Covid-19 fight: Pakistan emerges as a rockstar state

Covid-19 fight: Pakistan emerges as a rockstar state

M Bilal Lakhani June 13, 2021

The numbers are so good they’re almost unbelievable. Pakistan didn’t just slay the first, second and third waves of Covid-19 with our health system intact, while it devastated the world’s most powerful country i.e. America or our neighbour to the east, India. We also created 17 million jobs in a dramatic V shaped economic recovery, smashed our GDP growth expectations by 200%, and reduced inequality (as measured by the Gini co-efficient) via the largest cash transfer programme in the country’s history (Ehsaas) benefitting 14.8 million families or nearly 100 million citizens.

A decade ago, Pakistan was flirting with the moniker of a failed state. In today’s column, I will argue that Pakistan is emerging as a rockstar state on how it managed Covid-19. This doesn’t mean all of Pakistan’s problems are resolved or that there aren’t things we could have done to manage Covid-19 better. What this means is that there are lots of lessons about good governance embedded into our crisis response to Covid-19, which we can use to boost our confidence and unity as a nation to resolve the big challenges ahead of us.

What’s striking about Pakistan’s Covid-19 response isn’t just the results and numbers but how policy decisions were formulated, which allows us to understand the causality and drivers of our results. This is important because even the critics now accept Pakistan has been spared the worst case Covid trajectories that say America, with all its resources, faced in the first or second wave or the devastation India faced in the third wave. The debate now is whether Pakistan got lucky, experienced a miracle bestowed by our selector in the heavens, or simply got its policymaking right.

So, let’s go back to the beginning of Covid-19. The single biggest decision was whether to impose a blanket lockdown. Developed countries could afford it. Developing countries were following blindly. Elites in Pakistan, especially on the media, were braying for a lockdown, calling the government incompetent and murderers. Unlike (almost) every other policy decision in the country’s history, PM Imran Khan personally resisted the pressure for a mass lockdown which would disproportionately affect the poor and daily wage earners. Unlike the elite, these underprivileged classes had no voice in the Pakistani media or the system. So, the head of state became their representative voice and upended Pakistan’s lopsided social contract by approving the largest cash transfer programme in our history not to the elite but to those without a voice.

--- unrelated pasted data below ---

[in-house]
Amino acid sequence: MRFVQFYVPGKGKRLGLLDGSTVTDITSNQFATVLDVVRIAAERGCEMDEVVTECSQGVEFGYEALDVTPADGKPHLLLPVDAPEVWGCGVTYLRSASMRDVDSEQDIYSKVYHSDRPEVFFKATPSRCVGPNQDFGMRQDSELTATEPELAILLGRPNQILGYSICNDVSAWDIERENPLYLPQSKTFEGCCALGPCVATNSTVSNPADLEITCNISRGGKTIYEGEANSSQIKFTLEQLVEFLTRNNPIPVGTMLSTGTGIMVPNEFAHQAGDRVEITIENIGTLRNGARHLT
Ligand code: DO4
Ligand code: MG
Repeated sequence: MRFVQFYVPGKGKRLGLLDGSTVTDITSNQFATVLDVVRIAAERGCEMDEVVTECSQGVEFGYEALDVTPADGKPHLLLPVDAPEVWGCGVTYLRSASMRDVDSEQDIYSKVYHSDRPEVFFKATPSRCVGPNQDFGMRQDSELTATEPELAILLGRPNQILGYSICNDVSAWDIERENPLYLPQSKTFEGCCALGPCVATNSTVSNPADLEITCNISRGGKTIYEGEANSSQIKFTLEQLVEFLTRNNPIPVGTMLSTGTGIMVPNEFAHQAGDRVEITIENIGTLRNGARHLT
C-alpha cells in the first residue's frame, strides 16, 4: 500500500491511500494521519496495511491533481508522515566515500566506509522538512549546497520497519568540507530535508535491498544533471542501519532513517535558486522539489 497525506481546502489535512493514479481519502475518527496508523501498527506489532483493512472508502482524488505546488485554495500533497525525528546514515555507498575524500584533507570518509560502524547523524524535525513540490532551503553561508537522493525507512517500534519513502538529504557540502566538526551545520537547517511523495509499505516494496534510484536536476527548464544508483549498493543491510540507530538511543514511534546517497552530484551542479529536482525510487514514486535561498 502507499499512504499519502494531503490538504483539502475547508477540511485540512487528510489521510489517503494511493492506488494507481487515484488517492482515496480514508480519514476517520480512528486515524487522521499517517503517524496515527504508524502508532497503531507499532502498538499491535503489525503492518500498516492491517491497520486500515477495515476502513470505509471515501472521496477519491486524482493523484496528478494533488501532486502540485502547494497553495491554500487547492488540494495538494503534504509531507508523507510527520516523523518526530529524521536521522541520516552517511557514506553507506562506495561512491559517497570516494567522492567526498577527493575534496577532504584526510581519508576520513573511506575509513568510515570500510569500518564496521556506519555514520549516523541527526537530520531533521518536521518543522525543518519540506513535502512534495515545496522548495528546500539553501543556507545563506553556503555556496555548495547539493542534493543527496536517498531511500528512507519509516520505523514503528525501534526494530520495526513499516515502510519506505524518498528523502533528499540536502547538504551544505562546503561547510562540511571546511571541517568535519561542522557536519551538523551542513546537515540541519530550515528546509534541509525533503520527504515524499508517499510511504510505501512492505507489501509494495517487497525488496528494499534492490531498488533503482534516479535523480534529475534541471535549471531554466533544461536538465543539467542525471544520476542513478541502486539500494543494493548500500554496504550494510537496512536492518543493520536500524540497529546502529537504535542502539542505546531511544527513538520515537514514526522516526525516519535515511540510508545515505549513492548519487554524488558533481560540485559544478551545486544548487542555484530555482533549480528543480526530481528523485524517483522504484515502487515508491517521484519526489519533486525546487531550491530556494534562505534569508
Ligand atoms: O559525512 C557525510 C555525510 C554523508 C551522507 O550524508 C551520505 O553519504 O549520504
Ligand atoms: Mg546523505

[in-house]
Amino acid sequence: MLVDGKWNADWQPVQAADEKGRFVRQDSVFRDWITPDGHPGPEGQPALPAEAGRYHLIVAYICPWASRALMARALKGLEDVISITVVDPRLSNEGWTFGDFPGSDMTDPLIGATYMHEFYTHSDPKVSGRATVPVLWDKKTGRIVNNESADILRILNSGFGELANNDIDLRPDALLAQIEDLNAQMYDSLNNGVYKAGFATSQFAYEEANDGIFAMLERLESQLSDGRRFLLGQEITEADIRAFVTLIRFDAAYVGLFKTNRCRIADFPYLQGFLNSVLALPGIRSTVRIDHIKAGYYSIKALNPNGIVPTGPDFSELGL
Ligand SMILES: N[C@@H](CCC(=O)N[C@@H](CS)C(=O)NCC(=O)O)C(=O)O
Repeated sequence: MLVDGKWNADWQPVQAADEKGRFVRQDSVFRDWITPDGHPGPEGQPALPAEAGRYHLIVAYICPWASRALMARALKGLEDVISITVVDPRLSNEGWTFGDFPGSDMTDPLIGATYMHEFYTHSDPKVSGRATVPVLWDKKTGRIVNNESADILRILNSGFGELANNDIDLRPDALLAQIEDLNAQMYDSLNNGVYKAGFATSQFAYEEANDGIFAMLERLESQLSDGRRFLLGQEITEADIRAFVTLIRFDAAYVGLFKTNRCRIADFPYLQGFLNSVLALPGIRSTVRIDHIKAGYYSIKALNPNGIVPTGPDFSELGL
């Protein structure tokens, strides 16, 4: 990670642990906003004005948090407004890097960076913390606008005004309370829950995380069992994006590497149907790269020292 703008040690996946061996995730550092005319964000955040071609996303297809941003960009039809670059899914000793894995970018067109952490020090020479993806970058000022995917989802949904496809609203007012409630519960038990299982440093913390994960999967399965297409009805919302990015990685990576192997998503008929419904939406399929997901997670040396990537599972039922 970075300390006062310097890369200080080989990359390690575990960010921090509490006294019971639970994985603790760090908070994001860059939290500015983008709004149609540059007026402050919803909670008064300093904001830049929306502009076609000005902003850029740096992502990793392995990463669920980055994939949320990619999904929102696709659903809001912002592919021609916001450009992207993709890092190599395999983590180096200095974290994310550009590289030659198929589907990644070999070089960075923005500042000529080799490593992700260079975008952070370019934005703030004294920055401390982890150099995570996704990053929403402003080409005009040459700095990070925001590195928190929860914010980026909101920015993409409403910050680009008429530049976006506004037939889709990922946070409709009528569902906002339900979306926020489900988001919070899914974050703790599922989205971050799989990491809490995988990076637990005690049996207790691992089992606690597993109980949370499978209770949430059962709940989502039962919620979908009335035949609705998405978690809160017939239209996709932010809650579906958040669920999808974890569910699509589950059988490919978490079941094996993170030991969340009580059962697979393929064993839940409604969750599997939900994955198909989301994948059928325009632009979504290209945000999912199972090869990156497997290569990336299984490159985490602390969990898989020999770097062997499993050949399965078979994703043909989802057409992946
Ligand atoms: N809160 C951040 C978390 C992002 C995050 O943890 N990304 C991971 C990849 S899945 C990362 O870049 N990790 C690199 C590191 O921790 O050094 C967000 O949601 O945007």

This was a stunning rebuke of Pakistan’s longstanding cocktail of elite capture and trickle-down economics which serves as the principle anchor of our state’s policymaking. Moreover, the labour-intensive construction sector was opened and incentivised, while export-led industrial growth was fuelled via progressive concessionary loans linked to salary payments. All this resulted in the creation of 17 million jobs during our V shaped Covid-19 recovery, with exports, tax revenue and industrial activity all growing in double digits.

This would have been remarkable on its own but if you study this in context of how we fared on the health sector front, it’s mind-blowing. Despite historical under-investment in our healthcare sector, we didn’t experience the kind of mass oxygen or hospital bed shortages that we saw in India because the NCOC was monitoring data daily by district and re-assigning healthcare capacity accordingly. And we were ahead of the curve. Remember when designer Maria B’s driver was caught hiding in his village by police after he was diagnosed as Covid-positive in Lahore? That was a Pakistan’s contact tracing system on fire early in the game. A system like this came to life in the US months later. Similarly, our Covid-19 vaccine operation is a First World service delivery experience in the Third World, operating free of cost for the public.

Now we need to apply these lessons to governance — data driven policymaking, resisting elite capture — into policymaking on other fields. I know this is hard to believe but there’s no reason Pakistan can’t tackle big challenges. Yes, we can. Or shall I say, yes, we Khan? Our performance on Covid-19 proves it.

Published in The Express Tribune, June 13h, 2021.

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